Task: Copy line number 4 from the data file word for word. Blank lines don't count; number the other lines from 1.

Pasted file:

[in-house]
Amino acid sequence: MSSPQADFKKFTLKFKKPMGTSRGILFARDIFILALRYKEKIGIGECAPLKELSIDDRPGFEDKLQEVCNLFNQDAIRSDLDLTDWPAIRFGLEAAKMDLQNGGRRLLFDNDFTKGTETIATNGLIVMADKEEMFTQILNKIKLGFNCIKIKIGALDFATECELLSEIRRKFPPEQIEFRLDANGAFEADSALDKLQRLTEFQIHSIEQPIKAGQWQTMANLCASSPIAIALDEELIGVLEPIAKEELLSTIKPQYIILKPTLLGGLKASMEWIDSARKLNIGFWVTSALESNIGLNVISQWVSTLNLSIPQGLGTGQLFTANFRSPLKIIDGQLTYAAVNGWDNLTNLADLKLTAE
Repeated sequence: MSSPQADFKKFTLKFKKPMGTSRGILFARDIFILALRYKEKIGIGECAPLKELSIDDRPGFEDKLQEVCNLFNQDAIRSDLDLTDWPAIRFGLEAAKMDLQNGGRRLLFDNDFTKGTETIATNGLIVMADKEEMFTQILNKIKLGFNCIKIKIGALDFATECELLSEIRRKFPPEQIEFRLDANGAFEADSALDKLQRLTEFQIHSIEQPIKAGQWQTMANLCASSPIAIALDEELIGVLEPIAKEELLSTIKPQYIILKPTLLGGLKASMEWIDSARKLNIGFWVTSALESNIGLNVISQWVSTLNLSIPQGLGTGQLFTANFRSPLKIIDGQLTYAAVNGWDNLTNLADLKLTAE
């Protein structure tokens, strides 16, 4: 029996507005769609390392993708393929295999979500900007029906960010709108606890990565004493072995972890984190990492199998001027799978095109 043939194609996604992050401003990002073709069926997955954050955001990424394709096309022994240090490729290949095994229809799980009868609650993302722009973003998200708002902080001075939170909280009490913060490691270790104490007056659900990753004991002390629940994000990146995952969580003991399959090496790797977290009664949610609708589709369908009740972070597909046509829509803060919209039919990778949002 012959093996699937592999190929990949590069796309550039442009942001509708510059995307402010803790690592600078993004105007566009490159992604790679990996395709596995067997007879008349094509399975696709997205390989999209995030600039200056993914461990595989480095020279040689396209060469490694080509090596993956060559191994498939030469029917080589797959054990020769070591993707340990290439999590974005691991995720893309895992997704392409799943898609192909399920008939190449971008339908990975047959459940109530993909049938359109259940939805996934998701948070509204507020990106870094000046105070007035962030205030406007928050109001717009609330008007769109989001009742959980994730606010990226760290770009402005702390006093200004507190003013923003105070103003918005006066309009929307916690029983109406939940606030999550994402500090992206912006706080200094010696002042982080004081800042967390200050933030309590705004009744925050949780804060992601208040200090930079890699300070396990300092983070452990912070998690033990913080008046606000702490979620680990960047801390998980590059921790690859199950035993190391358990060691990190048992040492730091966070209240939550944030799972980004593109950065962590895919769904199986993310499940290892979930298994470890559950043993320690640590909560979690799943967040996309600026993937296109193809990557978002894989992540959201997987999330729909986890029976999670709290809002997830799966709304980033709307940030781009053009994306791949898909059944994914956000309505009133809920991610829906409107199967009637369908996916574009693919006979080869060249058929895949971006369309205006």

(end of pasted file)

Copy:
């Protein structure tokens, strides 16, 4: 029996507005769609390392993708393929295999979500900007029906960010709108606890990565004493072995972890984190990492199998001027799978095109 043939194609996604992050401003990002073709069926997955954050955001990424394709096309022994240090490729290949095994229809799980009868609650993302722009973003998200708002902080001075939170909280009490913060490691270790104490007056659900990753004991002390629940994000990146995952969580003991399959090496790797977290009664949610609708589709369908009740972070597909046509829509803060919209039919990778949002 012959093996699937592999190929990949590069796309550039442009942001509708510059995307402010803790690592600078993004105007566009490159992604790679990996395709596995067997007879008349094509399975696709997205390989999209995030600039200056993914461990595989480095020279040689396209060469490694080509090596993956060559191994498939030469029917080589797959054990020769070591993707340990290439999590974005691991995720893309895992997704392409799943898609192909399920008939190449971008339908990975047959459940109530993909049938359109259940939805996934998701948070509204507020990106870094000046105070007035962030205030406007928050109001717009609330008007769109989001009742959980994730606010990226760290770009402005702390006093200004507190003013923003105070103003918005006066309009929307916690029983109406939940606030999550994402500090992206912006706080200094010696002042982080004081800042967390200050933030309590705004009744925050949780804060992601208040200090930079890699300070396990300092983070452990912070998690033990913080008046606000702490979620680990960047801390998980590059921790690859199950035993190391358990060691990190048992040492730091966070209240939550944030799972980004593109950065962590895919769904199986993310499940290892979930298994470890559950043993320690640590909560979690799943967040996309600026993937296109193809990557978002894989992540959201997987999330729909986890029976999670709290809002997830799966709304980033709307940030781009053009994306791949898909059944994914956000309505009133809920991610829906409107199967009637369908996916574009693919006979080869060249058929895949971006369309205006």